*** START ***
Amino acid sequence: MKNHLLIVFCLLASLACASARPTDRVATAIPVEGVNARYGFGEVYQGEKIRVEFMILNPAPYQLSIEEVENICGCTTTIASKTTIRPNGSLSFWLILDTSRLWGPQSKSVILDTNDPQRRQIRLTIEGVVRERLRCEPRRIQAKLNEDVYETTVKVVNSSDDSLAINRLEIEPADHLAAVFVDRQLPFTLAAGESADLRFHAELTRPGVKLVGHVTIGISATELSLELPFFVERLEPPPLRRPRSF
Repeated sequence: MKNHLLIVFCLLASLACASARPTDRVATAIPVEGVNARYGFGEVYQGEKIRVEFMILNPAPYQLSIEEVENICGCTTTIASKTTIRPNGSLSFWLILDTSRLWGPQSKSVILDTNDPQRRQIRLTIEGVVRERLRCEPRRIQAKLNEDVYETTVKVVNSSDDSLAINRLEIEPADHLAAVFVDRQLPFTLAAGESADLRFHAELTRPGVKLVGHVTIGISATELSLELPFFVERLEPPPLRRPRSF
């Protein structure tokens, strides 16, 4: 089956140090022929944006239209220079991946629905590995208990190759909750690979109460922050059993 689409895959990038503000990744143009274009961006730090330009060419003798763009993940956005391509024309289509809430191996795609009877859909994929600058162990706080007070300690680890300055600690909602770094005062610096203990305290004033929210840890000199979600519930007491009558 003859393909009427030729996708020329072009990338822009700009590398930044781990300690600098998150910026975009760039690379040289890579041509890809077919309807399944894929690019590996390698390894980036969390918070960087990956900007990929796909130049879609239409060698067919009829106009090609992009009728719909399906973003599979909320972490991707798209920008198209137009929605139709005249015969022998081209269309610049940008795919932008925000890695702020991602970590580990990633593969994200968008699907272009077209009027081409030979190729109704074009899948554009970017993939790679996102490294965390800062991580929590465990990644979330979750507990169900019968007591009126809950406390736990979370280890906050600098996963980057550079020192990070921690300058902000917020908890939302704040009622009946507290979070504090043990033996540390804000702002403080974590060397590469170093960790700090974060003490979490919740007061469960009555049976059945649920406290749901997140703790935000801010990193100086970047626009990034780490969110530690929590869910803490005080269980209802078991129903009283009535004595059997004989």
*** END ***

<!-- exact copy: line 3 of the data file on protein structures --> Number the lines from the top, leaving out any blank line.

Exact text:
């Protein structure tokens, strides 16, 4: 089956140090022929944006239209220079991946629905590995208990190759909750690979109460922050059993 689409895959990038503000990744143009274009961006730090330009060419003798763009993940956005391509024309289509809430191996795609009877859909994929600058162990706080007070300690680890300055600690909602770094005062610096203990305290004033929210840890000199979600519930007491009558 003859393909009427030729996708020329072009990338822009700009590398930044781990300690600098998150910026975009760039690379040289890579041509890809077919309807399944894929690019590996390698390894980036969390918070960087990956900007990929796909130049879609239409060698067919009829106009090609992009009728719909399906973003599979909320972490991707798209920008198209137009929605139709005249015969022998081209269309610049940008795919932008925000890695702020991602970590580990990633593969994200968008699907272009077209009027081409030979190729109704074009899948554009970017993939790679996102490294965390800062991580929590465990990644979330979750507990169900019968007591009126809950406390736990979370280890906050600098996963980057550079020192990070921690300058902000917020908890939302704040009622009946507290979070504090043990033996540390804000702002403080974590060397590469170093960790700090974060003490979490919740007061469960009555049976059945649920406290749901997140703790935000801010990193100086970047626009990034780490969110530690929590869910803490005080269980209802078991129903009283009535004595059997004989």